[Customs officer and driver]
"Good morning, sir!"
"Since the Brexit, you're no longer allowed to take certain foods to Europe, like meat, fruits, vegetables, fishes. Those kind of stuff."
This has been the impact of Brexit so far: paperwork, long delivery times and higher prices.
"Welcome to the Brexit, sir. I'm sorry."
Britain's departure from the EU has triggered the biggest change in trade since it joined the bloc 48 years ago.
[British Cabinet Office Minister, Michael Gove]
"We expect that there will be significant additional disruption, particularly on the Dover-Calais route."
[British Prime Minister, Boris Johnson]
“There are problems at the moment caused by teething problems, people not filling in the right forms or misunderstandings."
According to real-time truck movement data, freight volumes moving between the two dropped 38% compared with the same time in January last year - here’s why.
Fishermen were the first workers to be hit, presented with a barrage of new health checks, certificates and customs declarations.
That delayed the movement of stocks to such an extent that they were rejected by European buyers as no longer fresh.
[Skipper, David Stevens] "In 1973, Ted Heath, he sacrificed fishing to get the deal to go into Europe. Coming out of Europe, Boris has done the same, but it's worse this time."
Since then other food producers – from cheese to high-end beef – have also been hit.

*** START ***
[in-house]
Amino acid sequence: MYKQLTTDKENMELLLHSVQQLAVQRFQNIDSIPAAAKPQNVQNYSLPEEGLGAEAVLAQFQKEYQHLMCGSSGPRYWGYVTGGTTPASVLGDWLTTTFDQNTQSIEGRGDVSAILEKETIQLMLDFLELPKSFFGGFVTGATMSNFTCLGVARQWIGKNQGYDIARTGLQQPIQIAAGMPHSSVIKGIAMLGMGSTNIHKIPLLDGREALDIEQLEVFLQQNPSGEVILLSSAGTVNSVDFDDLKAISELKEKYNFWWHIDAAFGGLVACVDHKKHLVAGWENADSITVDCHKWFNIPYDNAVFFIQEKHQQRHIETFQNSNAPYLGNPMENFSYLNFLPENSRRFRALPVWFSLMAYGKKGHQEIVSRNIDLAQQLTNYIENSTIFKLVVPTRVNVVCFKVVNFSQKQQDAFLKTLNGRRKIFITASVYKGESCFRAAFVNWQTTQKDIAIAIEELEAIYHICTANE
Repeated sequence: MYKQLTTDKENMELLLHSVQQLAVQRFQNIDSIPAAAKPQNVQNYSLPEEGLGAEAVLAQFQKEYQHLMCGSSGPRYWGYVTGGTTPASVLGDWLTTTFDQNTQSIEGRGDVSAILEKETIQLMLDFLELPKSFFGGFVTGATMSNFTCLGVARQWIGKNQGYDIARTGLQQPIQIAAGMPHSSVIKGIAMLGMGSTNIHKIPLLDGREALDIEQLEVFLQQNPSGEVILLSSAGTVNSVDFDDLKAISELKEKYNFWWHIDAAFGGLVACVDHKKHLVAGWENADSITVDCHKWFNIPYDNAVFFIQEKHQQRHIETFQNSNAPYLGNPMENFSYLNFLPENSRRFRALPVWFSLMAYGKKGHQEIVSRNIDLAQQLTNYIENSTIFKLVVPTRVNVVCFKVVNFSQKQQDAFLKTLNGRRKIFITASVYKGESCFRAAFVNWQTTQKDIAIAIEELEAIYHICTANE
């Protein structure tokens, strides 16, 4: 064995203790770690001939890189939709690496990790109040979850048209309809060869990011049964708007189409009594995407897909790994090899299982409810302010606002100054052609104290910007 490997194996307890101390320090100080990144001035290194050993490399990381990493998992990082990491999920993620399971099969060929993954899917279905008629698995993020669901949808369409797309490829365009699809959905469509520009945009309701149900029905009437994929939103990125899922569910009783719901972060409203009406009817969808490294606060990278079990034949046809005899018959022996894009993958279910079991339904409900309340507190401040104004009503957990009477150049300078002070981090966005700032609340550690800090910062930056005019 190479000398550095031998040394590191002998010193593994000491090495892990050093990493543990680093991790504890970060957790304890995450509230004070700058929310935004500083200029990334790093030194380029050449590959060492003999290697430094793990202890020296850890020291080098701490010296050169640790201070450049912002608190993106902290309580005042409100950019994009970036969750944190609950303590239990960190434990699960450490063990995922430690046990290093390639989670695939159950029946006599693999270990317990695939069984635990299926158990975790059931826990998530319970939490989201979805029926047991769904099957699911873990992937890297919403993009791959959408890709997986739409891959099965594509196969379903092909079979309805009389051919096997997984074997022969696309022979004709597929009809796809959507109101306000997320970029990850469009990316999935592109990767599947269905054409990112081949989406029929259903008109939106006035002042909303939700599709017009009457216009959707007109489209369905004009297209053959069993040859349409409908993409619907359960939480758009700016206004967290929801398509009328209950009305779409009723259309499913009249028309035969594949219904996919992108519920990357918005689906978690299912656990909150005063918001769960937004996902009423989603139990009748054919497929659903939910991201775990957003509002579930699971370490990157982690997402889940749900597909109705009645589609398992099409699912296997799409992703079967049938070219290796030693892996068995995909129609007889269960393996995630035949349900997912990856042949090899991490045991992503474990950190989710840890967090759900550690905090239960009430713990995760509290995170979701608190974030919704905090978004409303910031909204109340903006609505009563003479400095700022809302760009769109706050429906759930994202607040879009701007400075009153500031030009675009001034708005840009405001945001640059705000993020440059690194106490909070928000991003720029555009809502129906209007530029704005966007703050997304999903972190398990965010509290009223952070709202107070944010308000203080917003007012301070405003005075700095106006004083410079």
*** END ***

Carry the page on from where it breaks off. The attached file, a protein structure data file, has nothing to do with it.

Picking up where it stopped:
About a fifth of small and medium-sized businesses have stopped exporting to Europe for now, put off by costly and overwhelming paperwork.
[Jordon Freight, Co-Director, John Swallow]
"We are rebuilding supply chains already. You know, you're seeing these boats come from Rosslare. You probably... there's some of the unaccompanied hauliers already, in advance of this, increasing their fleet of trailers. So you're going to see a big shift away from Dover, I think. People built their businesses around that free-flowing Channel, and so just to put it up overnight is really going to hurt some businesses."
The friction is forcing some companies to re-think their supply chains, particularly British firms that risk tariffs by selling goods into the EU that were made from materials originally imported from Asia.
Online clothing giant ASOS expects a $21 million tariff hit, for example, while Japanese carmaker Nissan plans to source more batteries from Britain to avoid tariffs on electric cars.
Probably the most obvious impact can be seen in the ports.
Ireland used to ship via Britain as it was speedier, but large ferries are now shipping goods directly between the EU member and the rest of the bloc, cutting out new paperwork and delays.
In Ireland, gaps have begun appearing on supermarket shelves as retailers struggle to cope with the customs paperwork.
It’s a situation that could deteriorate, after a three-month grace period for Northern Ireland supermarkets expires.